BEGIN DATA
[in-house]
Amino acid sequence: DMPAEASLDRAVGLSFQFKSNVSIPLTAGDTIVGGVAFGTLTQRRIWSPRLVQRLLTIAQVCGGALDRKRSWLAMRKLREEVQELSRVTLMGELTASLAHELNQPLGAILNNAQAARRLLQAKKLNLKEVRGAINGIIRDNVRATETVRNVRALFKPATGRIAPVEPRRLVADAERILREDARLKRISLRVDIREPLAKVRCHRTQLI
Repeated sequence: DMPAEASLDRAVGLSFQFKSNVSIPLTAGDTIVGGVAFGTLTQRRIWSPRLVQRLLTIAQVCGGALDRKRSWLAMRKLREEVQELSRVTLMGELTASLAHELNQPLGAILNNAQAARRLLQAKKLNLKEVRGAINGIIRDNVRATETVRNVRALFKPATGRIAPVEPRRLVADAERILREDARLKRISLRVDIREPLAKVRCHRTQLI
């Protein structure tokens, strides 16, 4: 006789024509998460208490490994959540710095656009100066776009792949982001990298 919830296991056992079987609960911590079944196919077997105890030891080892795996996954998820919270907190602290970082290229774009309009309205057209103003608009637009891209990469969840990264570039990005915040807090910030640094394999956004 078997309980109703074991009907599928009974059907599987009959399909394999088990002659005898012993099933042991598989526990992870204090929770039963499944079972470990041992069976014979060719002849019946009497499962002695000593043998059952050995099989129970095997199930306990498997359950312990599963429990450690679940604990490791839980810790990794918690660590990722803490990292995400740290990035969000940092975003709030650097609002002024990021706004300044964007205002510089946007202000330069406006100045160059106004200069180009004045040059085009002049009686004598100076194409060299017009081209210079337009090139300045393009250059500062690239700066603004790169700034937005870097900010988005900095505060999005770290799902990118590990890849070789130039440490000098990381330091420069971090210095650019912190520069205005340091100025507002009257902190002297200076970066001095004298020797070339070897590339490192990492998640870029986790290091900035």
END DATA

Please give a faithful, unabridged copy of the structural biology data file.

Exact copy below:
[in-house]
Amino acid sequence: DMPAEASLDRAVGLSFQFKSNVSIPLTAGDTIVGGVAFGTLTQRRIWSPRLVQRLLTIAQVCGGALDRKRSWLAMRKLREEVQELSRVTLMGELTASLAHELNQPLGAILNNAQAARRLLQAKKLNLKEVRGAINGIIRDNVRATETVRNVRALFKPATGRIAPVEPRRLVADAERILREDARLKRISLRVDIREPLAKVRCHRTQLI
Repeated sequence: DMPAEASLDRAVGLSFQFKSNVSIPLTAGDTIVGGVAFGTLTQRRIWSPRLVQRLLTIAQVCGGALDRKRSWLAMRKLREEVQELSRVTLMGELTASLAHELNQPLGAILNNAQAARRLLQAKKLNLKEVRGAINGIIRDNVRATETVRNVRALFKPATGRIAPVEPRRLVADAERILREDARLKRISLRVDIREPLAKVRCHRTQLI
């Protein structure tokens, strides 16, 4: 006789024509998460208490490994959540710095656009100066776009792949982001990298 919830296991056992079987609960911590079944196919077997105890030891080892795996996954998820919270907190602290970082290229774009309009309205057209103003608009637009891209990469969840990264570039990005915040807090910030640094394999956004 078997309980109703074991009907599928009974059907599987009959399909394999088990002659005898012993099933042991598989526990992870204090929770039963499944079972470990041992069976014979060719002849019946009497499962002695000593043998059952050995099989129970095997199930306990498997359950312990599963429990450690679940604990490791839980810790990794918690660590990722803490990292995400740290990035969000940092975003709030650097609002002024990021706004300044964007205002510089946007202000330069406006100045160059106004200069180009004045040059085009002049009686004598100076194409060299017009081209210079337009090139300045393009250059500062690239700066603004790169700034937005870097900010988005900095505060999005770290799902990118590990890849070789130039440490000098990381330091420069971090210095650019912190520069205005340091100025507002009257902190002297200076970066001095004298020797070339070897590339490192990492998640870029986790290091900035």